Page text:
Scene: The Sattelite of Love, Joel and the 'bots
are sitting around a PC.
>Dear Ralph and Jamie:
Crow (CR): Old buddies old pals.
>Thank you both for your letter of June 11.
Tom Servo (TS): There is nothing we like better than having our
mistakes broadcast over the news. Love yah for it.
>you ask are legitimate,
Joel Hodgson (JH): Unlike ICANN's origins
>and we have legitimate answers to
CR: But we canot tell them to you. However, we're happy to
provide you with a high-level summary of them 3 months
after they are relevant, if the Board approves.
TS: After all, we're open and transparent.
>What is illegitimate is
JH: My birth, but I like to think of myself as the product of true love.
>the motivation of some of
>the people who keep asking the same questions without
>paying attention to the answers.
TS: Yeah, how many times does ICANN have to say "trust us" before
we shut up and go away?
>I hope that my answers below will respond to your
CR: Well, not really.
TS: Next time try substance over ad hominem.
>Indeed, I hope that they may persuade you to
>join us in our fight to remove monopoly from the business
>of registering domain names and help keep the Net free for
>small businesses and individuals to use as they see fit.
JH: She's using an old IAHC mind-trick!
TS: (blankly, being mind controlled) I'm becoming mesmerized by his constant
repetition of the word "competition." I'm completely blanking on
everything else ICANN has ever said and done.
>As a longtime champion of individual rights and against
>monopolies, you hold common cause with us.
TS: Join us! Together we can rule the Internet!
>Accordingly, I'd like to start by setting some context
>before answering your specific questions.
JH: Not that I'm trying to distract you with irrelevancies,
get you pumped up on emotional issues, avoid answering
your questions, or flatter you. You're too clever for that, you wiley
consumer protection kinda guys.
>My response is
>intended not as an attack against anyone,
JH: But, it will be anyway. Tee hee, I'm such a silly.
CR: And certainly it is not an attack against
[JH and TS scream in horror]
>but as a defense
>against attacks which are hindering us at ICANN from doing
>the tasks for which we were created.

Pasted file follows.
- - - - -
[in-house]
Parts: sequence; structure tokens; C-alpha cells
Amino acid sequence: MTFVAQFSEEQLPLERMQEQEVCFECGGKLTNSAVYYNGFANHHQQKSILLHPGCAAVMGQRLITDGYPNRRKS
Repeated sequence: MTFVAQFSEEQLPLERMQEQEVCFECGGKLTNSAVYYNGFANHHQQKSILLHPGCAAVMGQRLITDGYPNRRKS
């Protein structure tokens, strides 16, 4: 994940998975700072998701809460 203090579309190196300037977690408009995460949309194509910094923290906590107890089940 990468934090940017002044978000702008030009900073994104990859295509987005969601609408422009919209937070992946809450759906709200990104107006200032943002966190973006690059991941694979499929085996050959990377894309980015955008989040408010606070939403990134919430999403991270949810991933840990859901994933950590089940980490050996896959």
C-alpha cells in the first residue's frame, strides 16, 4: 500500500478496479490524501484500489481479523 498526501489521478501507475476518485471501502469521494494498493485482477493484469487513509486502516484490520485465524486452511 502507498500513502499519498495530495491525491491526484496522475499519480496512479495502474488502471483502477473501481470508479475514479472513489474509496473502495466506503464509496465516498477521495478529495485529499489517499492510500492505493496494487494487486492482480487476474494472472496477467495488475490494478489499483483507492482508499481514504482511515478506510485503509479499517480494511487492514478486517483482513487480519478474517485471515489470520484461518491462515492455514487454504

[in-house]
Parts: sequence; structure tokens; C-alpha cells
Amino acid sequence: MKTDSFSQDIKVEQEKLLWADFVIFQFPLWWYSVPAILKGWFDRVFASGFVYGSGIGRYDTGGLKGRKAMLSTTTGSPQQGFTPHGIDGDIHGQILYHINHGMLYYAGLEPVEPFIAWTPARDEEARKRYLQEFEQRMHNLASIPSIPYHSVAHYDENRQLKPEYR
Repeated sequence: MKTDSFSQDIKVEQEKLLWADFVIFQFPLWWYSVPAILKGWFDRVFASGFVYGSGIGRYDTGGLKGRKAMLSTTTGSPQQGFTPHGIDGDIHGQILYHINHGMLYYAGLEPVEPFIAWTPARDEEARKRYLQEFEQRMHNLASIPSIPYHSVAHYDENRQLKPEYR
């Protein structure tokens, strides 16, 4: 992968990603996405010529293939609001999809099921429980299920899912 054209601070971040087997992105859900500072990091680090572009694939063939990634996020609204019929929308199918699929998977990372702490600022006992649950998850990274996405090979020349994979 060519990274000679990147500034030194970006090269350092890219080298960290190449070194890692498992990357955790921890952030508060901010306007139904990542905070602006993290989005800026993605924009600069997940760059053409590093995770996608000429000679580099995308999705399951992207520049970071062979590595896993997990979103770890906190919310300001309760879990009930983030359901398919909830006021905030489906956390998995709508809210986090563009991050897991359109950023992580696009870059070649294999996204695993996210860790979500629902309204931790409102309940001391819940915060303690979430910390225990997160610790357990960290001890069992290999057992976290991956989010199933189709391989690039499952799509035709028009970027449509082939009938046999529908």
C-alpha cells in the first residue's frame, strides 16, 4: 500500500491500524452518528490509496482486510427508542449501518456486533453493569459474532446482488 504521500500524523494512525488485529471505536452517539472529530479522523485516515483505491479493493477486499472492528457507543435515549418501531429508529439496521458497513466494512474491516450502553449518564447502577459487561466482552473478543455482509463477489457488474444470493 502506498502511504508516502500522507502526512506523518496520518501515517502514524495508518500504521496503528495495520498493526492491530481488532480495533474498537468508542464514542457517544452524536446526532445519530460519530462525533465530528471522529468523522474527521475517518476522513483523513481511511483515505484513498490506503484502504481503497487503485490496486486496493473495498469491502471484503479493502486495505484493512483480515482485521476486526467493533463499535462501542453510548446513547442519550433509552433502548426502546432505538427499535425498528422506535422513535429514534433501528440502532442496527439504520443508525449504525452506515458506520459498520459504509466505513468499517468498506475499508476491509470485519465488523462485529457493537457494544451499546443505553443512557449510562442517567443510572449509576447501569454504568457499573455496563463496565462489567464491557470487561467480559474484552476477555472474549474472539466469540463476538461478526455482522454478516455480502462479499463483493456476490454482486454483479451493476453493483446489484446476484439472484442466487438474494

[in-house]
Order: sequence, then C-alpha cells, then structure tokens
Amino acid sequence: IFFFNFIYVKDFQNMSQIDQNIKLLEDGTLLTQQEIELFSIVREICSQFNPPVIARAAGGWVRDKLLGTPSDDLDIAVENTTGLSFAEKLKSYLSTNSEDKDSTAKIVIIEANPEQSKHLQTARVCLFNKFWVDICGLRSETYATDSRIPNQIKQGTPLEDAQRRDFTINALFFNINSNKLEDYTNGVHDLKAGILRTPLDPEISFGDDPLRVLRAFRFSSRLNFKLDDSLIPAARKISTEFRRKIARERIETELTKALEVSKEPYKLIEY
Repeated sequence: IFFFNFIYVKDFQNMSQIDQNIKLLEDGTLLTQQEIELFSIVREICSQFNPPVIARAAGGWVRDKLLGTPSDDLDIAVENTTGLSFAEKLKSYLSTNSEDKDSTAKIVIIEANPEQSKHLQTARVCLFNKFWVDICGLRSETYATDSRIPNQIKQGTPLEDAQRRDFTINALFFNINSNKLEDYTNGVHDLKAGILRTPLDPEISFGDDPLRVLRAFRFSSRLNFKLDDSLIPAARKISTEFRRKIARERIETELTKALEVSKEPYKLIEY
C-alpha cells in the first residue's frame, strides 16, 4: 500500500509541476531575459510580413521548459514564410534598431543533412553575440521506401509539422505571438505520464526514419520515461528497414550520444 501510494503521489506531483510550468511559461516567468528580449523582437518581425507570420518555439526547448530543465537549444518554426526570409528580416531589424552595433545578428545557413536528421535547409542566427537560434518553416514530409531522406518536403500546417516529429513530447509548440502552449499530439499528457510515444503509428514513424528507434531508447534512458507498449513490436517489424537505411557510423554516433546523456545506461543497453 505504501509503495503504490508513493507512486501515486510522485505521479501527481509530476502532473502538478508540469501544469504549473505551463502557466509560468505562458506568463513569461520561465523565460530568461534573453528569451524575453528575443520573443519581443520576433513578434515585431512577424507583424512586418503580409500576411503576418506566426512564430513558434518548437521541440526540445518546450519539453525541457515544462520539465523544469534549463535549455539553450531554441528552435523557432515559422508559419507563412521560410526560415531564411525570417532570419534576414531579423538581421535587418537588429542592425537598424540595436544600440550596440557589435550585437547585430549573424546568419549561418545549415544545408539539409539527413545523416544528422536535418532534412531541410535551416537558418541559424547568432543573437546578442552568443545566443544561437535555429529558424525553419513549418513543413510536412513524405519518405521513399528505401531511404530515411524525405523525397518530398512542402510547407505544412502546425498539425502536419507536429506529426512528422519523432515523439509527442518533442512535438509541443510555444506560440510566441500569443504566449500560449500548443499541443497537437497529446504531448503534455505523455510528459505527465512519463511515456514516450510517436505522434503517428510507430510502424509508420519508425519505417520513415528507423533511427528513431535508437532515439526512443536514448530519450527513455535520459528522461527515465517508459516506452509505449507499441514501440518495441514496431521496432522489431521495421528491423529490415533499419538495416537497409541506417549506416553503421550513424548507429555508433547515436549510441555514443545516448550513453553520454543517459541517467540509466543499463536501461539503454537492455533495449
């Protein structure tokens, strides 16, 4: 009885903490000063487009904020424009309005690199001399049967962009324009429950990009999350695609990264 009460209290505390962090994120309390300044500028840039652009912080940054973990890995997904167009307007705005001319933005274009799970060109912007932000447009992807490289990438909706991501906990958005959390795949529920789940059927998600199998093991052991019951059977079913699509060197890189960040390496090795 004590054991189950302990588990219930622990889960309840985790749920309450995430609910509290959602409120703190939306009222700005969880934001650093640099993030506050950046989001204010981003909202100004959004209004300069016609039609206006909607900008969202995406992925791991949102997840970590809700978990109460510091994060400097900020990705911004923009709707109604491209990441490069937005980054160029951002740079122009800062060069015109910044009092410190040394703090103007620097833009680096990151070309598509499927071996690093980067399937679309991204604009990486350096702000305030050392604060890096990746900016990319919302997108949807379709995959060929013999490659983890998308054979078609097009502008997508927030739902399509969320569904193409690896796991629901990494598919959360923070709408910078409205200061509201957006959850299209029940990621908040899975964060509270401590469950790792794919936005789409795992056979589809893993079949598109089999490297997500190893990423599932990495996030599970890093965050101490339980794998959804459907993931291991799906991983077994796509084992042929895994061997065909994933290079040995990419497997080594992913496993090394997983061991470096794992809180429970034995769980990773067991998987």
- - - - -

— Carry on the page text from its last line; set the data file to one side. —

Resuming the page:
TS: (in Pinky voice) What's that Brain?
CR: (Brain voice) The same thing we do every night Pinky,
Try to take over the Internet!
>As it happens, I'll be in Washington today (Tuesday),
JH: I thought the obscuring cloud-cover seemed
extra-thick on the weather map this morning.
> and I'd be happy to meet with either or both of you. Please
>let me know by e-mail or by calling my office at (212)
>555-xxxx. You can also reach me later this afternoon at
TS: (deep voice) These phone numbers have been changed
to protect the innocent.
CR: (Rod Serling) For your consideration, a helpless and
defenseless Internet, dominated by an evil monopolist
that we shall call NSI! [JH and TS Scream in horror]
>I'd like to set the scene for the answers to your
>questions by noting that ICANN is a newly minted
>organization with many of its organizational processes
>still under way.
JH: (also Rod Serling) Consider if you will, a dimension where
bylaws have no meaning, a dimension where time is what we make of it,
and where traditional boundaries of law and due process are unheard of
or ignored. You are about to enter . . . the ICANN Zone.
>It was created primarily in response to
>the Internet's extraordinary growth,
TS: And the personal ambitions of Don Heath.
>which required a
>transition from informal management of its technical
>infrastructure, to something more formal and predictable,
JH: Think of it as a straight-jacket for the Inetrnet.
>and subject to public (but not directly government)
TS: So how come government representatives (like the GAC) get
to know what's going on and make policy suggestions, but members
of the public (like us) don't?
JH & CR: SHHHH!!! Do you want people to think you're an
>The Initial Board is following the guidelines set forth in
>the United States Government's policy paper of last June
>(the White Paper),
JH: On sale wherever fiction is sold.
>as further amplified by the Memorandum
>of Understanding/Joint Project Agreement ICANN signed with
>the Department of Commerce in November.
TS: Which took us only three tries to get, and even this was
less than what we'd initially hoped for.
JH: But that doesn't mean Commerce didn't *Trust* us, or
tell us we weren't open enough, or that we didn't get it.
>comprise an agenda both important and ambitious,
JH: Ambitious is certainly the word for it.
TS: and the most ambitious part isn't even in the
CR: But of course, we can only show you that part if
you are (1) a board member, (2) a representative of
a government we like or suck up to, or (3) a close personal friend.
>are doing our best to work our way through it with the
>help of public input,